Giving negative feedback to your staff and associates is a difficult, yet vital, law practice management skill.
Good law firm work environments encourage learning and growth, and giving and accepting feedback must be a part of that environment to improve work performance. Feedback that reinforces good behavior is the ideal way to foster growth. But there are times when it‘s important to discuss an issue that’s brewing in order to stop it before it gets beyond repair.
It’s necessary to give feedback effectively in order for your employees to have the benefit of knowing where they stand, so they can take steps to improve. If don’t give feedback with poor performers, they won’t know what to change, even if they sense your disapproval.
I’ve helped many of my coaching clients get past their limiting beliefs around giving negative feedback. They had such concerns as:
“If I tell him about his mistakes”:
- He’ll think I’m too difficult to work for;
- I’ll hurt his feelings; or
- He might quit.
Such limiting thinking stops you from giving necessary negative feedback. It’s ironic, as your motive for giving feedback is well-intentioned; you want to help your staff or associates improve their performance so they can become more successful.
How to give Negative Feedback Effectively
Consider using the sandwich approach to give negative feedback. Start with saying something positive about the employee’s skills or talents before describing the negative behavior that you want changed. Plan to finish the conversation positively. Be sincere in making the positive statements; if you lie you lose credibility. In between the positive statements, give your employee feedback on the behaviors that need to change. Base your feedback on behavior specific facts, not subjective opinions.
Choose the right environment
Negative feedback should not be given when you’re angry or upset. Wait until you can be calm and clear. Your conversation should be private and not rushed or interrupted.
When giving negative feedback it’s important that you describe an actual incident resulting from the poor behavior and not judge the employee as a result of performance failure. For example, say “This letter you wrote contained these five specific mistakes….”, rather than “You’re careless because you make so many mistakes.”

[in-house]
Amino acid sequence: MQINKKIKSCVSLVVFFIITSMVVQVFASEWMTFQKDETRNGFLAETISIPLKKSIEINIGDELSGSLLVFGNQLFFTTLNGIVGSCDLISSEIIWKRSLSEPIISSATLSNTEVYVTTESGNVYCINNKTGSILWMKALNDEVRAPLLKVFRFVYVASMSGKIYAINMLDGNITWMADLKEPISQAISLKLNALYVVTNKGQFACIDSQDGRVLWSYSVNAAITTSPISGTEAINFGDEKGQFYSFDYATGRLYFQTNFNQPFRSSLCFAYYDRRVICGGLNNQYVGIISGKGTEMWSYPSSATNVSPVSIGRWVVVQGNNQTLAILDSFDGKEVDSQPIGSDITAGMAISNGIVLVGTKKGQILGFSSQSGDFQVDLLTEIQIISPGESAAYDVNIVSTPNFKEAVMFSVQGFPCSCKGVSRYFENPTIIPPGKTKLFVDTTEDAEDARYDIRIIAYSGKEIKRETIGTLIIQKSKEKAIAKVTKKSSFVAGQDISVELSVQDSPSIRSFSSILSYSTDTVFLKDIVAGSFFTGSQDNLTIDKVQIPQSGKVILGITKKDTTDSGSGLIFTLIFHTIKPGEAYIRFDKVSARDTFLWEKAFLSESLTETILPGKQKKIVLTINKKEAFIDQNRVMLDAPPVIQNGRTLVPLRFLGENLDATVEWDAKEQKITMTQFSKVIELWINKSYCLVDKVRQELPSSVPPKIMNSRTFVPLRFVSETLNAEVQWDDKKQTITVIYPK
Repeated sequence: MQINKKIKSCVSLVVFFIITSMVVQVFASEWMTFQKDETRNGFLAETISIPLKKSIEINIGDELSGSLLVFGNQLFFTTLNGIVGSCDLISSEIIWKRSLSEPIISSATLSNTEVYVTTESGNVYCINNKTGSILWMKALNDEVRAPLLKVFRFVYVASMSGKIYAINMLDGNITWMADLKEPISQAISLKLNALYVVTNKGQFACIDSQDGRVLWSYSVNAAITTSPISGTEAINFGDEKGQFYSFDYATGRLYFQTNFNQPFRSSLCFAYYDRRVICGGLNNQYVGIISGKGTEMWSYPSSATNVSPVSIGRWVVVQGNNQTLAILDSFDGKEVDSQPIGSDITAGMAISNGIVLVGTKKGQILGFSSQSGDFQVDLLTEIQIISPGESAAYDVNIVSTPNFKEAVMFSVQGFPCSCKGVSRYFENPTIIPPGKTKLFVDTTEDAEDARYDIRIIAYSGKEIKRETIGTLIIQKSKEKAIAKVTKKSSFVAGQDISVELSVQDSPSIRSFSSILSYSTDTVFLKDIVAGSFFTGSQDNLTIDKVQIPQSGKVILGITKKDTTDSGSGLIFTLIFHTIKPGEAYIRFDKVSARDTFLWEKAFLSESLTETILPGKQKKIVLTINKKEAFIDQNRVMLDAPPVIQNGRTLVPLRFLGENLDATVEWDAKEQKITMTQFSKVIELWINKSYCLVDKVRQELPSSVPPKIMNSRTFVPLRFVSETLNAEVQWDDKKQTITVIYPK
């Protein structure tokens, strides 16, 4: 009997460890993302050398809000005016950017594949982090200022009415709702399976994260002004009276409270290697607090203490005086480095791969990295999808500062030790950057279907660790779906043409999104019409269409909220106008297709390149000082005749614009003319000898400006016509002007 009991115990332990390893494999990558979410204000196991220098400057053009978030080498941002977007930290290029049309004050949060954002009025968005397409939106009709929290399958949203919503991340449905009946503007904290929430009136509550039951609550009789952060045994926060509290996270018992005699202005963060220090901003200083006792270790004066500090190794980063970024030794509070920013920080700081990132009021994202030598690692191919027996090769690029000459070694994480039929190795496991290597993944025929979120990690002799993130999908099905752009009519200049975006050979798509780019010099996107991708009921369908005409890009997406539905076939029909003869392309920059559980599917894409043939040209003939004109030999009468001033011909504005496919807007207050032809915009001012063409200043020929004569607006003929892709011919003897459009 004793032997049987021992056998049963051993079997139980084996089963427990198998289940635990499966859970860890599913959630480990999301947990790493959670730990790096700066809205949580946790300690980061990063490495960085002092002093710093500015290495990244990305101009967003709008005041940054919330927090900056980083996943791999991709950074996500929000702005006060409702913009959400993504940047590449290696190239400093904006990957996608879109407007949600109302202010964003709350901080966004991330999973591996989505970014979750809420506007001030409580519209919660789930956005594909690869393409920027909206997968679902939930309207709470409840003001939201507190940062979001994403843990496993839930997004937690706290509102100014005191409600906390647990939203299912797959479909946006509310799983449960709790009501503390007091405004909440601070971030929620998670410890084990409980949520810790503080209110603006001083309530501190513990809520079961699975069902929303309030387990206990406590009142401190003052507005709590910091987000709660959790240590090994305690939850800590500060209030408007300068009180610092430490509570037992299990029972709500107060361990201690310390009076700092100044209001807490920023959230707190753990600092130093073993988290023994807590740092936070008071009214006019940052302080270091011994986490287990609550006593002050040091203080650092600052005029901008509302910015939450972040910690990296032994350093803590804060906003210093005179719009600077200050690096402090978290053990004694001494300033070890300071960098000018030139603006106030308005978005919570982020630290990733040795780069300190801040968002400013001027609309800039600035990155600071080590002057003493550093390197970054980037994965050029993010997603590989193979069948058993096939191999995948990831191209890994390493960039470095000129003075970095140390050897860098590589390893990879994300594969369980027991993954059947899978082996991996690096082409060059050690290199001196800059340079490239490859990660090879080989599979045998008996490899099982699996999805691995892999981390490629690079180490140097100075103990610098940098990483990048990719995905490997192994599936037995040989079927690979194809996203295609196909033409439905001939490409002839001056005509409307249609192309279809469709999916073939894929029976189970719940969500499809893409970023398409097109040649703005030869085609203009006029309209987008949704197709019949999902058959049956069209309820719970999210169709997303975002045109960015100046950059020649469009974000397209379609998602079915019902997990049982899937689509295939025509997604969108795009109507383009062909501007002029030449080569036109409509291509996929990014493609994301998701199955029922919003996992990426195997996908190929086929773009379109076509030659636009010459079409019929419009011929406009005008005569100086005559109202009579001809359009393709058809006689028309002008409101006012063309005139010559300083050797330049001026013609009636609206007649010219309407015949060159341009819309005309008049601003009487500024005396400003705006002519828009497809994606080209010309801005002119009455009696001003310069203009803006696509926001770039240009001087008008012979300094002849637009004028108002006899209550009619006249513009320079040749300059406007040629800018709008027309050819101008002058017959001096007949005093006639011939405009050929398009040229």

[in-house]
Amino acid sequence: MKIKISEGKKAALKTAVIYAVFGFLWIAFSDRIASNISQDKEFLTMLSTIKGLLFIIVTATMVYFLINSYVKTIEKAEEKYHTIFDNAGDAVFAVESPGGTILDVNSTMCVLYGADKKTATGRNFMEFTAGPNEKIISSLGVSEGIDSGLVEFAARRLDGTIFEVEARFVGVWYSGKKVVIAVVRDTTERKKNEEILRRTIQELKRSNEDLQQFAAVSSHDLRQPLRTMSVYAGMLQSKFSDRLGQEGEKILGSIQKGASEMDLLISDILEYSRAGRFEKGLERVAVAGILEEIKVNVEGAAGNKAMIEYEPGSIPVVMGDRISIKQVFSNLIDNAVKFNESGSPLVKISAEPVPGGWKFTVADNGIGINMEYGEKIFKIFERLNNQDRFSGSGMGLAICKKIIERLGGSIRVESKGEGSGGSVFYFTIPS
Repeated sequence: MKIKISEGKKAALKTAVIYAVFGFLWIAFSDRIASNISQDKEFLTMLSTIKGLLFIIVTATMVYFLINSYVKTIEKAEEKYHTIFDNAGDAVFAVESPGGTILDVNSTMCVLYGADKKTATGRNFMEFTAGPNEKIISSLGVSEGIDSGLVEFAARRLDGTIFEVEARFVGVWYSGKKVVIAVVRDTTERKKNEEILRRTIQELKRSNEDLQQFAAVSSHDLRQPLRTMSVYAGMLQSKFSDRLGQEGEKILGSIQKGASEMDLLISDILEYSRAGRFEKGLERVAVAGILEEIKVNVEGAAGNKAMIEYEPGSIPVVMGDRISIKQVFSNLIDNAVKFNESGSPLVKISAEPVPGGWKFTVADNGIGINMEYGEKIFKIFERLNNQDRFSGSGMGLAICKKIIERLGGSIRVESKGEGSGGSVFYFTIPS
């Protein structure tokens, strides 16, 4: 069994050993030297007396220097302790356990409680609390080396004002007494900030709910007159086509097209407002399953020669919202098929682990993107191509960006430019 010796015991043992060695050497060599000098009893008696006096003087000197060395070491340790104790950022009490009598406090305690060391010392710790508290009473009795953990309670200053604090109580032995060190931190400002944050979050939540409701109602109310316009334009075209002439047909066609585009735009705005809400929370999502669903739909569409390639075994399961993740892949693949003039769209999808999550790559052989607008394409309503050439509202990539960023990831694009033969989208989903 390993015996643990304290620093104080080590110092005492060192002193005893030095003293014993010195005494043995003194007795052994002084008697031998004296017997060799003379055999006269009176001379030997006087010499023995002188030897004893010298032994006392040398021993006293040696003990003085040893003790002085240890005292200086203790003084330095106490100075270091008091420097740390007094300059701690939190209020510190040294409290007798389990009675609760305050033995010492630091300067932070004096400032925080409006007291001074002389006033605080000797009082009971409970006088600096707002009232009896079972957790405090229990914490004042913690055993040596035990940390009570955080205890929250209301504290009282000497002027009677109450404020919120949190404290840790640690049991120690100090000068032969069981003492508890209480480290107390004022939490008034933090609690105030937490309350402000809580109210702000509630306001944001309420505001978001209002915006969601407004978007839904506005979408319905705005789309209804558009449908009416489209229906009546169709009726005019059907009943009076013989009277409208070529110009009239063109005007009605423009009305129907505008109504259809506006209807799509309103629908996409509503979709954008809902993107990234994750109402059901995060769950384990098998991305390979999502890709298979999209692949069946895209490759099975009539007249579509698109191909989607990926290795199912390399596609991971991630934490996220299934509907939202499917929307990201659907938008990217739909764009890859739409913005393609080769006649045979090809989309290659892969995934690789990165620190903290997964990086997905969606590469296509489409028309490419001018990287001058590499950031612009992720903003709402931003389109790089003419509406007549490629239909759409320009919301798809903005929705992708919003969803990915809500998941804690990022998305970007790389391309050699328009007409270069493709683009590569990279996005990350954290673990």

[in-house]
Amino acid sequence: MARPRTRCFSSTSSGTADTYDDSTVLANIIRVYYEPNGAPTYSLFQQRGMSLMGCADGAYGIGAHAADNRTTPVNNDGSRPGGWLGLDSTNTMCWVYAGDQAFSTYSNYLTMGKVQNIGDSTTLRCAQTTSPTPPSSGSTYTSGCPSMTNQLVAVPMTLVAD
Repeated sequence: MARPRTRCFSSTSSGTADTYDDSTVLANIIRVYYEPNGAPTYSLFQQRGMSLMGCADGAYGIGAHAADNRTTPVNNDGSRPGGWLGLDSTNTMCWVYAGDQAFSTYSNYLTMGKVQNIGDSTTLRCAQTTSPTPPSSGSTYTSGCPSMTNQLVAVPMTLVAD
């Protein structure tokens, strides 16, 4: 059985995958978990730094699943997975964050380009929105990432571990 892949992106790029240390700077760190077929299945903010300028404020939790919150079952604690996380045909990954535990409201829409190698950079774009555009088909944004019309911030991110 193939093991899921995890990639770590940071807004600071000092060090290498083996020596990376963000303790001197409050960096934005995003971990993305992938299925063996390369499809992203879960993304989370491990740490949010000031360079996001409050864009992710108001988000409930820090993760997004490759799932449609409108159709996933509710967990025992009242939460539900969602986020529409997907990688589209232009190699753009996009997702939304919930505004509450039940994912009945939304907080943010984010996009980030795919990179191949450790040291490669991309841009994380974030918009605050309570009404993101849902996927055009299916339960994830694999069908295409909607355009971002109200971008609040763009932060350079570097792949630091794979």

Be clear what improved behavior you want from the employee. For example, “When you write a letter, I want it to be 100% accurate. Accuracy is more important than speed.” Let the employee know what’s important about the improved performance. Have the employee confirm his or her understanding of your expectations.
It’s useful to be empathic when giving feedback. Try to appreciate how the employee might feel when hearing they’ve done something wrong. Be polite. Be appreciative. Be respectful. Stick to observations, not opinions concerning what occurred.
Additionally, be aware of your comment’s impact on the employee. Pay attention to whether he or she goes into a distressed state. If this happens, the employee is not likely able to hear what you’re saying. When you are calm and objective, you’re more likely to help the employee avoid a “shut down” state. If it does happen, give the employee a breather to calm down.
Give your employee a chance to talk
Give employees a chance to talk about their thoughts regarding their performance. Listen to them so they feel heard. Talk calmly through any differences. An employee may have valid reasons for their current behavior. The purpose of feedback is to create awareness that leads to improvement or correction of your employee’s performance. Giving them a chance to talk helps them increase their awareness.
Let the employee come up with their own solutions as to how to improve their performance. By suggesting the solution, the employee is more likely to follow through. Make the employee accountable by arranging to talk again at a future date. Be specific about the date. End the discussion by positively acknowledging your employee.